REBEKAH MCKINNEY SOZER
“We really can change lives for the better…when we teach and study the arts and humanities,” concluded First Lady Laura Bush after Hyde Square’s own Ritmo en Acción shook the White House Jan. 28 with a rousing salsa and a merengue so fast it would have left lesser dancers in the dust.
As usual, Ritmo youths did more than keep up. By winning a prestigious Coming Up Taller Award from the President’s Committee on Arts and the Humanities and performing so beautifully on one of the highest stages in the land, they set a new standard for excellence among after school and out of school time arts programs in Boston, in Massachusetts and nationally.
“I’m always proud of what these kids accomplish, but I never saw them shine so brightly as they did that moment. I’m just thrilled to have been taken along for the ride,” said their longtime instructor, Burju Hurturk of HYM Dance Company.
Brenda Rodriguez-Andújar, who has run the program since its beginnings, said of the performance, “It was an unforgettable experience to see the audience members in the White House in awe of what our youths can do. It just hits you what an amazing organization this is.”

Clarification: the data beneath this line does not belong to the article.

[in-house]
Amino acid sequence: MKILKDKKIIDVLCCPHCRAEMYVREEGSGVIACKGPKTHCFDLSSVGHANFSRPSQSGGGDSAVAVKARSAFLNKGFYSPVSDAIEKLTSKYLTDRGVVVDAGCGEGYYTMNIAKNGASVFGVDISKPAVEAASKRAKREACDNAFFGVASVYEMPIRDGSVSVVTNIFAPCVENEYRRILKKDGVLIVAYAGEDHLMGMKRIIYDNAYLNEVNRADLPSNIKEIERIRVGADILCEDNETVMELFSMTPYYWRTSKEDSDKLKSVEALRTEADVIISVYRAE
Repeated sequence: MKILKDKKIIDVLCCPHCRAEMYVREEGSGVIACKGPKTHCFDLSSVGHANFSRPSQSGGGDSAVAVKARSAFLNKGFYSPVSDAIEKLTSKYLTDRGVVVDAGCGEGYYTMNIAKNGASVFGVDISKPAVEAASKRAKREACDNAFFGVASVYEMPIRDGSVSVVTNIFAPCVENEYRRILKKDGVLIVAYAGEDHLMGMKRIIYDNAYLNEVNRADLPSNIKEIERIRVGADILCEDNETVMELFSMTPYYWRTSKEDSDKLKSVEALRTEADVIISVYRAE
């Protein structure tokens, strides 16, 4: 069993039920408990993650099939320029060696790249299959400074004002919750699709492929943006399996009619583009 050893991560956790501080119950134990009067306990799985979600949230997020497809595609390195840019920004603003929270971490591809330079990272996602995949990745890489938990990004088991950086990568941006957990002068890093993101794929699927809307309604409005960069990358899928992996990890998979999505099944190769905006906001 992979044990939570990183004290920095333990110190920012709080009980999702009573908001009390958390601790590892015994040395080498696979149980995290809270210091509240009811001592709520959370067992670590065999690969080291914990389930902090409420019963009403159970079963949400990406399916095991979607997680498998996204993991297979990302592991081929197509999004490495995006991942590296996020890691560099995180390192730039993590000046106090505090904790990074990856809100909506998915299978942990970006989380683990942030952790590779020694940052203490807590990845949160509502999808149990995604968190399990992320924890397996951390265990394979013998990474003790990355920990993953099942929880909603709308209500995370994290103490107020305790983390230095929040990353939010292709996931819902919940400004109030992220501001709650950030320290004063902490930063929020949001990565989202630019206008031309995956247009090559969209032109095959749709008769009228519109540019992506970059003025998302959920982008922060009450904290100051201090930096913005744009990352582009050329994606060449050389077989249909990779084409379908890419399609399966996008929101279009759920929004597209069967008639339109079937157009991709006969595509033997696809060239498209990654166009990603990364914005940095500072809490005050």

Ritmo en Accion is one of many innovative youth development programs of the Hyde Square Task Force, long a fixture on Centre Street. Through high-quality instruction and mentoring, youths enrolled there learn skills such as dance and, in the process, gain self-esteem. They also learn responsibility through community service projects.
Ritmo members like Raul Garcia, 17, teach younger youths the techniques and history of the Afro-Latin and contemporary dances they’ve mastered. He says of a young student, “He looks up to me. I try not to do the wrong thing so he won’t follow me down the wrong path.”
Their sense of purpose and pride in accomplishment carries over to their academic lives; one hundred percent of participating seniors have been accepted to college for the past three years.
Ritmo was a natural choice for a Coming Up Taller Award, which was conceived 10 years ago to recognize outstanding community programs that celebrate the creativity of youth, and provide them with opportunities to learn and contribute to their communities. The award includes a $10,000 prize, which will be used to bolster the program.
Those who know the program seem to agree that Ritmo unleashes the potential of JP and Roxbury youths. During a reception to honor Ritmo, the other Massachusetts winner and two semi-finalists hosted by state Rep. Jeffrey Sánchez and the Massachusetts Cultural Council on Feb. 11, the Masschusetts Cultural Council’s Mark Smith told of his visit to the Lincoln Memorial with Ritmo youth the day of the ceremony.
On the steps of the monument, dancer Katherine Lebron noticed the marker on the spot where Martin Luther King stood to deliver his iconic “I Have a Dream” speech. She stood on it and said, “I want to feel his power.” Smith then took the spot, saying, “I want to feel her power.”
The writer is on the staff of the Hyde Square Task Force.